Borden tubes measure gauge pressure (relative to atmospheric pressure). The Boden tube is the most commonly used type of pressure gauge because of its excellent sensitivity, linearity and accuracy.


Borden tube gauges are available in a variety of designs and features to serve a wide range of applications. Borden tube gauges are available in pressure ranges from 0 to 0.6 bar to 0 to 1600 bar, and accuracy ratings typically range from 0.1 to 4.0.

Diaphragm Type

Diaphragm pressure gauges use a deflection of a flexible membrane that separates the two environments. One side of the diaphragm can be exposed to atmosphere, in which case gauge pressure is measured, or it can be sealed to prevent a vacuum, in which case absolute pressure can be measured.

The diaphragm is usually metal or ceramic and can be sandwiched between two flanges or welded. As the pressure increases, it bends the diaphragm, which can be converted to a dial measurement by using gears and linkages.


Diaphragm pressure gauges are suitable for corrosive gases, liquids or high viscosity media. This type of gauge is widely used in the chemical/petrochemical, power station, mining, onshore and offshore, and environmental technology industries. The measuring range of these gauges is between 0 … 2.5 mbar and 0 … 25 bar, and the accuracy class is usually between 0.6 and 2.5.

Capsule Element Type

The capsule element pressure gauge is used to measure air and dry gases at low pressures. The gauge consists of two circular diaphragms connected along their outer edges. One of the diaphragms has an opening in the middle to allow the medium to enter.

The expansion or contraction of the chamber allows for pressure measurement due to the pressure difference between the external and internal media. A pressure gauge that works in a similar way is a bellows pressure gauge.


These gauges are used almost exclusively for precise pressure measurement in gaseous media. They are most prevalent in low pressure pneumatic systems, venting valves, overpressure monitoring, filter monitoring and vacuum pumps. Most of these gauges typically measure from 0 … 1 mbar to 0 … 600 mbar, with accuracy ratings typically between 0.1 and 2.5.

Mounting and connection types

  • Standard threaded connection: This type of instrument simply screws into the available threads. The threads are sealed with compression seals for tapered threads and O-rings for parallel threads.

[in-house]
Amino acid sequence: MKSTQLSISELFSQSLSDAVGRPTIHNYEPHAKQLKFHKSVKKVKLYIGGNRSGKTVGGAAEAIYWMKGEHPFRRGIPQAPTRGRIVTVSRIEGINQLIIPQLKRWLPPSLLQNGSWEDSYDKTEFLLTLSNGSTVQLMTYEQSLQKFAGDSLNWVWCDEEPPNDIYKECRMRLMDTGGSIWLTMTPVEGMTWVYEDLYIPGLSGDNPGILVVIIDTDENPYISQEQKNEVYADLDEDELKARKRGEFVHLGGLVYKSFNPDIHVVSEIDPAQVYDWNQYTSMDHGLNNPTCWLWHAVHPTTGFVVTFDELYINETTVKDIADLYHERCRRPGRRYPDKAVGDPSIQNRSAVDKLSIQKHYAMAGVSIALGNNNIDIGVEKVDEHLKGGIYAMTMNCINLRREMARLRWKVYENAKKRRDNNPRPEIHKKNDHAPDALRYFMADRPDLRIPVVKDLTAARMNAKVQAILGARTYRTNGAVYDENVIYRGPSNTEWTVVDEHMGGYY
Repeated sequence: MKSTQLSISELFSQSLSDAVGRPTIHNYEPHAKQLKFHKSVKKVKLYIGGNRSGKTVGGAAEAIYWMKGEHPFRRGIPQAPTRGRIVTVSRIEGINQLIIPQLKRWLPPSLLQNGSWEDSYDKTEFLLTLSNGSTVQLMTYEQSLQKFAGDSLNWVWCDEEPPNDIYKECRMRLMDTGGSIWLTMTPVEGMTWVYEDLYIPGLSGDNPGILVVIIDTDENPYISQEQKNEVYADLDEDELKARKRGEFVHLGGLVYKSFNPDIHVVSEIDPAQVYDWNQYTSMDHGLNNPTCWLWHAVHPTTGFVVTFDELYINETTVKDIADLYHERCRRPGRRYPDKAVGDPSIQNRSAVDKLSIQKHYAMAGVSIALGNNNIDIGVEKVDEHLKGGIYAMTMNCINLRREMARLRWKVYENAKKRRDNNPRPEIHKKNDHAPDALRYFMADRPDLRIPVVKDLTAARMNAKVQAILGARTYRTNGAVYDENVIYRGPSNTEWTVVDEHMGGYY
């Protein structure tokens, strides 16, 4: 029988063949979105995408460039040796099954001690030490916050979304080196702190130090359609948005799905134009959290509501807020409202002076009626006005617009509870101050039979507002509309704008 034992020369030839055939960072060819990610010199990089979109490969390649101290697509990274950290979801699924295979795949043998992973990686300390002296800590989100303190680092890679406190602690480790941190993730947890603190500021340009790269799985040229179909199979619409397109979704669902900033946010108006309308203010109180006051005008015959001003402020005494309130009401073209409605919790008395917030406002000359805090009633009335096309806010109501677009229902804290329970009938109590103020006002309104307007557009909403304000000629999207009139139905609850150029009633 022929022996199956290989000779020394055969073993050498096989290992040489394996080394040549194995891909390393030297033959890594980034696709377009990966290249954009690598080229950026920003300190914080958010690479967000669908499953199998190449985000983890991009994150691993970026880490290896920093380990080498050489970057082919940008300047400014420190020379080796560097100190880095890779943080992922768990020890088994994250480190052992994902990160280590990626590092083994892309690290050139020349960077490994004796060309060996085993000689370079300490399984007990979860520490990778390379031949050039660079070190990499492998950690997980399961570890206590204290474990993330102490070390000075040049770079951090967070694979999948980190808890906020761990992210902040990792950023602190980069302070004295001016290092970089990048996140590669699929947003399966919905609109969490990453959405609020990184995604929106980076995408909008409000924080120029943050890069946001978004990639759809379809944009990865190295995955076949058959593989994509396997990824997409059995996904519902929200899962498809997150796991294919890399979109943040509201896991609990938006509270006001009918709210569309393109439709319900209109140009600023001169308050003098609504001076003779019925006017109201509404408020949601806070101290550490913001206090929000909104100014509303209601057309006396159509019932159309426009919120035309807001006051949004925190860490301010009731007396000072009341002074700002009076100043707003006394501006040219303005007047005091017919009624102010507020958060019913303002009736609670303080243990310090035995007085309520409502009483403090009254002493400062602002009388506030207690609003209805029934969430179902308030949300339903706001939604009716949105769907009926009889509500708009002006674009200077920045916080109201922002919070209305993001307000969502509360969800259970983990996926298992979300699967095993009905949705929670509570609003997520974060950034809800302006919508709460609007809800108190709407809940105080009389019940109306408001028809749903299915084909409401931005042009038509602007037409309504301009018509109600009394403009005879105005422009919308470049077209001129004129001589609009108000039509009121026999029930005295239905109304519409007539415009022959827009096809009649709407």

• Integrated Gauge: This gauge installation consists of a female threaded mounting.
  • Flange Pressure Gauge: This mounting is for those who wish to mount the gauge to the control cabinet.


A variety of accessories are available for use with pressure gauges. Common ones are:

  • Seals/Gaskets: These ensure that a proper seal is made.
    • Flat: Seals are flat and do not allow additional rotation of the gauge reading.
    • Contoured: Seals are contoured to allow the gauge reading to be rotated 1/2 turn or a full turn to ensure proper installation orientation. Profile seals can be centered externally or internally.
  • Safety Cap: A rubber cap is placed over the gauge for added durability and shock absorption.
  • Reducers: Reducers may be used if the input and output connections to the pressure gauge are different sizes. Also useful if the two have different connection types (i.e., BSPP and NPT).
  • Push-on connectors: Allow for quick and easy installation or uninstallation of hoses on pressure gauges.
  • Snubbers: Pressure snubbers dampen the effects of pressure spikes and pulses, keeping the gauge readable and extending its life.

Selecting the right pressure gauge

When selecting a pressure gauge, several factors need to be considered:

Pressure Range: A gauge range of twice the working pressure is generally recommended for maximum accuracy, safety, and extended gauge life. Working pressure should always be limited to 75% of the gauge pressure range. When pressure pulsations are encountered, the working pressure should be limited to two-thirds of the gauge pressure range.